Decoding Dyslexia North Carolina

Board Member: Linda William

City/Town: Charlotte, NC

When did you join the Decoding Dyslexia North Carolina (DDNC) Board? 2020. I have been working with DDNC since its inception in 2014. The original founders left abruptly in 2019 and Christie Eakins and I (as well as others who have since moved on) picked up the pieces and reassembled Decoding Dyslexia North Carolina. 

Why did you decide to join the DDNC Board? I have a deep passion for the underserved which stems from my personal experience. My oldest who is now a successful and thriving college student was misdiagnosed FOUR times before being properly identified. Ten years ago, doctors did not know as much as they do now. My oldest was labeled with ADHD and ODD or Oppositional Defiant Disorder. If you knew my child, you would know that none of these fit him. I persevered and finally found a child psychologist that properly diagnosed him. Once he was diagnosed and we were given a directive, his entire life changed for the better. We were able to provide the help that he needed and he immediately gained back self-esteem and motivation to learn. I have always felt that it was my duty to serve others with the knowledge that I gained while struggling. My hope has always been that other parents don’t have to struggle as much as our family did. 

Who inspired you to learn more about dyslexia? My children and then Fernette and Brock Eide. They wrote the book “The Dyslexic Advantage” and that is what I needed to know immediately – advantages. Sally Shaywitz and Susan Barton where huge influencers as well. 

What is the best piece of advice you have received on your dyslexia journey? I never really received advice. I feel like a bit of a pioneer. Susan Barton and the Eide’s sent the message and continue to this day to make sure parents know that their children aren’t broken, they just learn differently.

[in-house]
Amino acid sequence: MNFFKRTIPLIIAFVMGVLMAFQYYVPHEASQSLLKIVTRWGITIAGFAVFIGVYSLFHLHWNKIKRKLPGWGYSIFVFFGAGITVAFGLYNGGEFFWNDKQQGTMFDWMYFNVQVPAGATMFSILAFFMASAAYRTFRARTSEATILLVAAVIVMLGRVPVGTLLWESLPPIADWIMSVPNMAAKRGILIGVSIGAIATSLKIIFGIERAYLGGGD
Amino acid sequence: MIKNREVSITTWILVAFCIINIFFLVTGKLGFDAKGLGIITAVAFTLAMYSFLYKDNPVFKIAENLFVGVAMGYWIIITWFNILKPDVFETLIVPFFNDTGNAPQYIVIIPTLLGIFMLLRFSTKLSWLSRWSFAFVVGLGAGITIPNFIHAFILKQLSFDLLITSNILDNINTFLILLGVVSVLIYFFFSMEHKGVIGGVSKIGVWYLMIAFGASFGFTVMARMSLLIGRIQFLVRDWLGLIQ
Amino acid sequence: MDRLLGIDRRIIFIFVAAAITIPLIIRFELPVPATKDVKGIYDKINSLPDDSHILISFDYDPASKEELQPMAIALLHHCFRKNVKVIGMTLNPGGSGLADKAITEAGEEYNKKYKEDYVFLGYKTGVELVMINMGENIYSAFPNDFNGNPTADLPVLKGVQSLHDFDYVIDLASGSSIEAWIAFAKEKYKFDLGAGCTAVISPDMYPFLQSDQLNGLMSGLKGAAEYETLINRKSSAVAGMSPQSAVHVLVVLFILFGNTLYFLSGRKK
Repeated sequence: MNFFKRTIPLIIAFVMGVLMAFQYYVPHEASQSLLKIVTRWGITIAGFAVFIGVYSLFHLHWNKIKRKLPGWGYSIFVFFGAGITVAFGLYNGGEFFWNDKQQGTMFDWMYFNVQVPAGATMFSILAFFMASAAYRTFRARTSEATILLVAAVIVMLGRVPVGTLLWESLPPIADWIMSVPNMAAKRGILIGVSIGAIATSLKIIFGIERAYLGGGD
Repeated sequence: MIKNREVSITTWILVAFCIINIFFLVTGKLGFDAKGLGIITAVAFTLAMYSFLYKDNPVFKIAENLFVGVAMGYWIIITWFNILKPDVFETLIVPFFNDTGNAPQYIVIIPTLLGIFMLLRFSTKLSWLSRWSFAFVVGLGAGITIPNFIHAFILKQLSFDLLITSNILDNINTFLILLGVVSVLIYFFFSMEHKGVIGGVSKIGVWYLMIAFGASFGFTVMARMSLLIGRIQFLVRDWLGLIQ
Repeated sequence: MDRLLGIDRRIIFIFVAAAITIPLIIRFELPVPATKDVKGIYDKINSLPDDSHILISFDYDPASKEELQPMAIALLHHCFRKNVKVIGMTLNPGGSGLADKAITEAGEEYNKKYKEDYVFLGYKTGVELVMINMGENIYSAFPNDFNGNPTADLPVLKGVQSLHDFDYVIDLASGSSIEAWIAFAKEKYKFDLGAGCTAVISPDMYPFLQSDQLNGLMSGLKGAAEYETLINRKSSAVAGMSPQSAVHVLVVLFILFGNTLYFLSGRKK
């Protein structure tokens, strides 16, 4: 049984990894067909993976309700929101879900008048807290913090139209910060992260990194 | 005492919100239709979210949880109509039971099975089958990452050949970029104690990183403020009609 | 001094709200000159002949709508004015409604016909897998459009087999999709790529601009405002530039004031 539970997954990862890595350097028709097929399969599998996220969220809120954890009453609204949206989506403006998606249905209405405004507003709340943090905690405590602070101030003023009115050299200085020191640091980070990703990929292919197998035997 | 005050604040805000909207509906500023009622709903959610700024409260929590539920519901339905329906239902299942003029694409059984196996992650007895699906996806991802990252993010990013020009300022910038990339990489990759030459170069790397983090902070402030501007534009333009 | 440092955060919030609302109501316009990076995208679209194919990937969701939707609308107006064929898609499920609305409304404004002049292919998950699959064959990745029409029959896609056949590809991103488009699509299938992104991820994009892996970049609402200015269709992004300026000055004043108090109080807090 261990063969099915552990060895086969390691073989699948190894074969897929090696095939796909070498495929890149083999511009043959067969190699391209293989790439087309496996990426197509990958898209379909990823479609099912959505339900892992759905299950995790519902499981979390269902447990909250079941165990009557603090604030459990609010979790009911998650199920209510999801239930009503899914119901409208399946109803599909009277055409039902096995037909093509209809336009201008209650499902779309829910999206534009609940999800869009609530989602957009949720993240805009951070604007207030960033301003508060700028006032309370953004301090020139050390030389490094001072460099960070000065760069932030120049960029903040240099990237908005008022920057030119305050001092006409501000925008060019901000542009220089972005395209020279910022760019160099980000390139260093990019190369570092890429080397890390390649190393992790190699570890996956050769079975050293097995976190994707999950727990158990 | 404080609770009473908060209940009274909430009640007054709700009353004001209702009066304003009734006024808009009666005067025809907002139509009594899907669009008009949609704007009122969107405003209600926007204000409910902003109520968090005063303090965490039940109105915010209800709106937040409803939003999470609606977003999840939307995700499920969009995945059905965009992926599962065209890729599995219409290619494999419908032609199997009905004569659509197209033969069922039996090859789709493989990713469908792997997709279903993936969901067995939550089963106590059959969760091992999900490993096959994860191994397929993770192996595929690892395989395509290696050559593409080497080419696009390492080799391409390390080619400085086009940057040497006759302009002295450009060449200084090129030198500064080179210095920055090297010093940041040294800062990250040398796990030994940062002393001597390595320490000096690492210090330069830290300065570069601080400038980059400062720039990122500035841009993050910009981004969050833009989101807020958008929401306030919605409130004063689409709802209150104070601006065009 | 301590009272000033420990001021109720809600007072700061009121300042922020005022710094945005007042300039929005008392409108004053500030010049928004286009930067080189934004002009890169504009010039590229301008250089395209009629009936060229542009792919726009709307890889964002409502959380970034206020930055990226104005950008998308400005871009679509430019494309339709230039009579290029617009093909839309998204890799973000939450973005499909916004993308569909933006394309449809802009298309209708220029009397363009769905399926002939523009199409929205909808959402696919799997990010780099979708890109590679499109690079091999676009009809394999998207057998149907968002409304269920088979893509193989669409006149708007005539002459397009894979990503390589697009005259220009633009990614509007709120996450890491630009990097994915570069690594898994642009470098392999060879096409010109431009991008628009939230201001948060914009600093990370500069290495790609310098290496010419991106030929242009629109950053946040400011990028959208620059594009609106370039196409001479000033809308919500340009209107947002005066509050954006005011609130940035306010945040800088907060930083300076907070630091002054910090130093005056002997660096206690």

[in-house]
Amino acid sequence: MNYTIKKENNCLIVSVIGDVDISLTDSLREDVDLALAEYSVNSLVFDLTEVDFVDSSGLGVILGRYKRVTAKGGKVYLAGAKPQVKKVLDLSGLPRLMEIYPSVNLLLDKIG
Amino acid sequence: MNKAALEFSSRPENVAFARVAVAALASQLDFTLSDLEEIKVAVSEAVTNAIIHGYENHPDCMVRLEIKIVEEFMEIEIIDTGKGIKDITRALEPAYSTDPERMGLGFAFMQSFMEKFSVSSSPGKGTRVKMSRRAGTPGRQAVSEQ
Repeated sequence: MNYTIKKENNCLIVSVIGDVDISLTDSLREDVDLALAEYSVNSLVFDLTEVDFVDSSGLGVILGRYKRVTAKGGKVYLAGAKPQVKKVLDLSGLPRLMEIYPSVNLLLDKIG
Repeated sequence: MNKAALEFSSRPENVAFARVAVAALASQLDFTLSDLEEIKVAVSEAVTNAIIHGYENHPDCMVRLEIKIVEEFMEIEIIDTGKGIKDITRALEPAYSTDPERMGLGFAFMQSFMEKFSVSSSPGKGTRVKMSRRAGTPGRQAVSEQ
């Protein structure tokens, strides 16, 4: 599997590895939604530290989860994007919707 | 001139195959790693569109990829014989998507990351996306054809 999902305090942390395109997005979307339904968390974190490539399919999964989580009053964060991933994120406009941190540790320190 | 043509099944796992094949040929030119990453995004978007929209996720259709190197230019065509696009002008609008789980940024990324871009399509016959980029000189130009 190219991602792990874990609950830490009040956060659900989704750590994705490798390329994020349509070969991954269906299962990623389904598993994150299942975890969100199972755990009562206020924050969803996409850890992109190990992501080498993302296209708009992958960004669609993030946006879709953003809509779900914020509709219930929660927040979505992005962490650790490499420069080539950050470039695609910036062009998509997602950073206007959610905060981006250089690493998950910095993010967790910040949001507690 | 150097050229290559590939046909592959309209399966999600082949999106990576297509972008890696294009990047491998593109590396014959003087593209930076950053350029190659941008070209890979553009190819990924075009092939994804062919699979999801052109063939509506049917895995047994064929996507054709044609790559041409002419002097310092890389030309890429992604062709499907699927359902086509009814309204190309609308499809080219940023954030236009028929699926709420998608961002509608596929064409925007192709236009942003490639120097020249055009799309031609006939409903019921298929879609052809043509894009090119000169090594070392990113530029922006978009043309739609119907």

What is one piece of advice you would like to give others? I would echo the statement above and I would tell parents to find and join their community. There are so many people out there that are in the same boat and you are not alone.

What are some of your favorite dyslexia resources?

  • I love Susan Barton. If a parent is strapped for cash and wants to take the initiative, then a parent can purchase her reading and spelling curriculum for a reasonable price.
  • I love the Eide’s, too. They are very personable and were the first to map dyslexic brains and focus on the advantages of being dyslexic. The Eide’s use the acronym MIND to explain the four strengths of dyslexia. The book is: The Dyslexic Advantage. Here is there website.
  • Sally Shaywitz was hired by the NIH to conduct a longitudinal study on dyslexia in the 1980’s and their website has a wealth of information.
  • I have two other friends that are pioneers in dyslexia advocacy as well and they have created Ted Talks that are inspirational and uplifting. I prefer this approach because I am dyslexic and did not know it until I was 44 years old. The first is Ben Foss who wrote the “Dyslexia Empowerment Plan” and the second is Dean Bragonier who created a curriculum using The Dyslexic Advantages MIND strengths.There are other videos that are so uplifting but these two are my favorite.